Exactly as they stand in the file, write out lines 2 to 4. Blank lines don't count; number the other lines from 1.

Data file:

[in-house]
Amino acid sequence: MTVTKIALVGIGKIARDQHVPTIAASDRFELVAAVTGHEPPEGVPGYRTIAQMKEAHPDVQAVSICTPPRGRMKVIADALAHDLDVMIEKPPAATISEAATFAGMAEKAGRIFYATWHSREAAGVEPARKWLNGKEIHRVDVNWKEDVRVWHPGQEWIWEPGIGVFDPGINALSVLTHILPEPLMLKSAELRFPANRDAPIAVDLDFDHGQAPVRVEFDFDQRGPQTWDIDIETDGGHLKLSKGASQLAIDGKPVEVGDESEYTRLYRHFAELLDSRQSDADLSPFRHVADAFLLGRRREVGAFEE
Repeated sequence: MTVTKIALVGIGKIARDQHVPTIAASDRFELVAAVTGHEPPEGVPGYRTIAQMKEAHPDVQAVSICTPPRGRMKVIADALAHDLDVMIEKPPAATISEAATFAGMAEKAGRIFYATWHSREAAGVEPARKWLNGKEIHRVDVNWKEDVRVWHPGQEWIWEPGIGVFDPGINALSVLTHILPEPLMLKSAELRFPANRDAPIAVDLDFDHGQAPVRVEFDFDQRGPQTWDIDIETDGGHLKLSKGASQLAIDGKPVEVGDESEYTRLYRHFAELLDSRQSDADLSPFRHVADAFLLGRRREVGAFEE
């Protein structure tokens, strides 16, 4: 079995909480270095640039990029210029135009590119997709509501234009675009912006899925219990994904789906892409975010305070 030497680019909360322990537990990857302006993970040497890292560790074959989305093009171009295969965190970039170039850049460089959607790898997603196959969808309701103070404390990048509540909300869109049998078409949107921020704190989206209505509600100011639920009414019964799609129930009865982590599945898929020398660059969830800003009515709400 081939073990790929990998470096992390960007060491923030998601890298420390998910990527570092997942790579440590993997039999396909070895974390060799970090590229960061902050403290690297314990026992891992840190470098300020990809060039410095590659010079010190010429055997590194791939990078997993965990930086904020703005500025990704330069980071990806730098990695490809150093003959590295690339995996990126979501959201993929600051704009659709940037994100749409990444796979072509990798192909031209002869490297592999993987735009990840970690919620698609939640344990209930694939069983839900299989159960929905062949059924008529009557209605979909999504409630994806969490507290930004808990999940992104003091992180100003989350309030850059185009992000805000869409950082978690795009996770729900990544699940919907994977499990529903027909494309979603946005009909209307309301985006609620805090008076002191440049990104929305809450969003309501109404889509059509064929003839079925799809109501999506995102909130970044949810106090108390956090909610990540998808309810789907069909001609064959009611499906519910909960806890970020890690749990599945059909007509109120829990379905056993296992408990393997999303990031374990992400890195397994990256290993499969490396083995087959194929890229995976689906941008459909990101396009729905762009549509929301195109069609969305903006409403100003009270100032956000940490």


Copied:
Amino acid sequence: MTVTKIALVGIGKIARDQHVPTIAASDRFELVAAVTGHEPPEGVPGYRTIAQMKEAHPDVQAVSICTPPRGRMKVIADALAHDLDVMIEKPPAATISEAATFAGMAEKAGRIFYATWHSREAAGVEPARKWLNGKEIHRVDVNWKEDVRVWHPGQEWIWEPGIGVFDPGINALSVLTHILPEPLMLKSAELRFPANRDAPIAVDLDFDHGQAPVRVEFDFDQRGPQTWDIDIETDGGHLKLSKGASQLAIDGKPVEVGDESEYTRLYRHFAELLDSRQSDADLSPFRHVADAFLLGRRREVGAFEE
Repeated sequence: MTVTKIALVGIGKIARDQHVPTIAASDRFELVAAVTGHEPPEGVPGYRTIAQMKEAHPDVQAVSICTPPRGRMKVIADALAHDLDVMIEKPPAATISEAATFAGMAEKAGRIFYATWHSREAAGVEPARKWLNGKEIHRVDVNWKEDVRVWHPGQEWIWEPGIGVFDPGINALSVLTHILPEPLMLKSAELRFPANRDAPIAVDLDFDHGQAPVRVEFDFDQRGPQTWDIDIETDGGHLKLSKGASQLAIDGKPVEVGDESEYTRLYRHFAELLDSRQSDADLSPFRHVADAFLLGRRREVGAFEE
């Protein structure tokens, strides 16, 4: 079995909480270095640039990029210029135009590119997709509501234009675009912006899925219990994904789906892409975010305070 030497680019909360322990537990990857302006993970040497890292560790074959989305093009171009295969965190970039170039850049460089959607790898997603196959969808309701103070404390990048509540909300869109049998078409949107921020704190989206209505509600100011639920009414019964799609129930009865982590599945898929020398660059969830800003009515709400 081939073990790929990998470096992390960007060491923030998601890298420390998910990527570092997942790579440590993997039999396909070895974390060799970090590229960061902050403290690297314990026992891992840190470098300020990809060039410095590659010079010190010429055997590194791939990078997993965990930086904020703005500025990704330069980071990806730098990695490809150093003959590295690339995996990126979501959201993929600051704009659709940037994100749409990444796979072509990798192909031209002869490297592999993987735009990840970690919620698609939640344990209930694939069983839900299989159960929905062949059924008529009557209605979909999504409630994806969490507290930004808990999940992104003091992180100003989350309030850059185009992000805000869409950082978690795009996770729900990544699940919907994977499990529903027909494309979603946005009909209307309301985006609620805090008076002191440049990104929305809450969003309501109404889509059509064929003839079925799809109501999506995102909130970044949810106090108390956090909610990540998808309810789907069909001609064959009611499906519910909960806890970020890690749990599945059909007509109120829990379905056993296992408990393997999303990031374990992400890195397994990256290993499969490396083995087959194929890229995976689906941008459909990101396009729905762009549509929301195109069609969305903006409403100003009270100032956000940490």